Don't give up hope because the ER DR. told my children I would never walk again, I am walking with walker and around house I walk, I look like a weebles, but one step at a time.

    Good luck to you.
    JeAnNE L1Burst Fracture inc. 11/5/10

    Live Well--Laugh often

  4. #4
    Have you already had your Bclofen trial? This is done first by an injection of Bacofen in to the spine. Comparisons are mde of spsticity and spasms before and after the trial. If successful the implanted pump will then be put in. You stay in bed around 24 hours and then slowly in to chair with hellp. There are some activity limitations when the catheter and pump are first put in so it caln heal nf not become disodged. The rate of the amount you receive will be adjusted every two days or so to get you to the right dose.
    You can go to the www.Medtronic.org website and read bout the pump. There should be alot of teaching about things to watch for. You need to carry an emergency card with you.
    You will need refills when the reservoir in the pump gets low but atleast every six months because the medication can't stay in there longer than that.

    CWO

  5. #5
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    Thanks Jeapow!

    I've been a healthcare professional for 27 years, that owned and operated a birth doula practice. A birth doula is a childbirth attendant. I practiced mostly in the midwifery field, but also worked in all of our mainstream hosptials in the area. I also am a childbirth educator, and a lactation consultant. Wow, your injury is really recent! I came home last January after being in hospital for 10 months. How are you adjusting to having a SCI? It certainly sounds like your determined ! It certainly is life changing! I'm paralyzed from my upper chest down, and am unable to transfer. I'm in a power chair as I also have a fused left shoulder with very limited mobility. I'm extremely spastic, so that really affects my daily life. I can't bend forward, twist, have anything on my legs short of a very light fleece blanket (summer and winter) due to any light touch or movement sending me into a huge spasm that's very painful. So it sucks! Anyway - not to go on and on about me! Thanks for messaging me!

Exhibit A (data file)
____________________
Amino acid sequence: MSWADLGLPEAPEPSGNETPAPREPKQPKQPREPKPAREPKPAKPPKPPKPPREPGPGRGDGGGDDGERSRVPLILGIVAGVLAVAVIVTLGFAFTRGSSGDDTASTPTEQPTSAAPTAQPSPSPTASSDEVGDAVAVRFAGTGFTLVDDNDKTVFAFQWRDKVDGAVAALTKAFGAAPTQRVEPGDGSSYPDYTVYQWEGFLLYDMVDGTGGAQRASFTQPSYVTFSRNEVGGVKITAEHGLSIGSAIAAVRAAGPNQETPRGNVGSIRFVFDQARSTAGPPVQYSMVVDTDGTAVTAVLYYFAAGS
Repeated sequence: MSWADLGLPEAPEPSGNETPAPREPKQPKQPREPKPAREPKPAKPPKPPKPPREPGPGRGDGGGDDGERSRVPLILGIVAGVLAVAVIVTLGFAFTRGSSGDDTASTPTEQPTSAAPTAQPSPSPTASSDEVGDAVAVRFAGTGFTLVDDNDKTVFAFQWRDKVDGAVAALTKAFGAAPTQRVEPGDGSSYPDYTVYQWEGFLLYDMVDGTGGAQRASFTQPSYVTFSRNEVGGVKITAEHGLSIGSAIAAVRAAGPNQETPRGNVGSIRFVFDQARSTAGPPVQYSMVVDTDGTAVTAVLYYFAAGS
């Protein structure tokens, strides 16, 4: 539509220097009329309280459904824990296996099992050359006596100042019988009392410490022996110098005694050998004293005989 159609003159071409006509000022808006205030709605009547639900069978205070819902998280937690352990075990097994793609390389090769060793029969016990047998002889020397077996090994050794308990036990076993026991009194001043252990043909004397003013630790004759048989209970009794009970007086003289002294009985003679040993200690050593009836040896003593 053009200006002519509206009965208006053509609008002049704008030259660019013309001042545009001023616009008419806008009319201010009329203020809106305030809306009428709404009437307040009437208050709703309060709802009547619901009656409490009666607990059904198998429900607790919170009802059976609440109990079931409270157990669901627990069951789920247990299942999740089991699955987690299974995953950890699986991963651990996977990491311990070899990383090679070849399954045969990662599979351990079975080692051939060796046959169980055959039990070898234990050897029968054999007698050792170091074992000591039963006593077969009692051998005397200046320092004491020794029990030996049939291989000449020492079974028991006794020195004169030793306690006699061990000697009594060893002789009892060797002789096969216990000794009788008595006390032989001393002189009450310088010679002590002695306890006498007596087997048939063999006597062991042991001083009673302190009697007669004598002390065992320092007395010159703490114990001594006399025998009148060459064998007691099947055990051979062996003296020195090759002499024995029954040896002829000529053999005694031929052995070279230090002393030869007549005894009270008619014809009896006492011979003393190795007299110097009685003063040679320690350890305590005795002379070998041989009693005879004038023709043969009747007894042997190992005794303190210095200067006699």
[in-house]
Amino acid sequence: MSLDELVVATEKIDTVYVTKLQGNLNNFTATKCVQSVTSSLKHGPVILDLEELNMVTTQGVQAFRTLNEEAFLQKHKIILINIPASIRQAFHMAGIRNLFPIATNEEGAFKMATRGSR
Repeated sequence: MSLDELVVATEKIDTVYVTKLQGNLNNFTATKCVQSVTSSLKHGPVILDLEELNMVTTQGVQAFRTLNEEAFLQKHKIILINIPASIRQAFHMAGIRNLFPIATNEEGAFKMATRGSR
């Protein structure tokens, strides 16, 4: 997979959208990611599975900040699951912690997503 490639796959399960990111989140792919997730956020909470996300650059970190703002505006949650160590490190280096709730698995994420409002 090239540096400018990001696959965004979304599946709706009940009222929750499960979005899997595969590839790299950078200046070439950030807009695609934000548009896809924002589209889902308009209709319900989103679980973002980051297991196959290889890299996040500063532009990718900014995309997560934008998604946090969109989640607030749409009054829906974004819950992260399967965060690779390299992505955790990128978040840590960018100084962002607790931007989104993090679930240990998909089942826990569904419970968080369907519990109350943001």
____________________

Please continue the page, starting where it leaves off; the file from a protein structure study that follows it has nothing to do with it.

6. #6
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    CWO,

    Yes, I've had the Baclofen pump trial, and it went amazing! It was such a profound difference! I'm having my surgery on April 14th. My situation is a little complicated though. I have IV access problems, so will be needing a central line. For the trial the Neuro-Anesthetist tried to find a peripheral vein using ultrasound. He couldn't even visualize one! So he considered a femoral line, but when he looked with ultrasound my vein sits right under my artery on both sides - so they can't use that. Then when they decided to do a Jugular central line it was so difficult and there was so much scar tissue that it took hime an hour and a half to get it in - plus the Lidocane really didn't work, so I felt the whole thing. Needless to say, it was a nightmare! I've had so may PICC lines that they worry about access due to scar tissue, so that leaves a sub-clavicular. I've had one sub-clavicular and it was horrendous going in, as I had the Lidocane issue then as well. When they finally did the LP and injected the Baclofen - it worked perfectly! So I'm hoping if we can just get through the logistics of the surgery, that the end result will be worth it! I live in Canada, and the pump I will be getting will be a Syncromed pump, not a Medtronic. Thanks for your reply.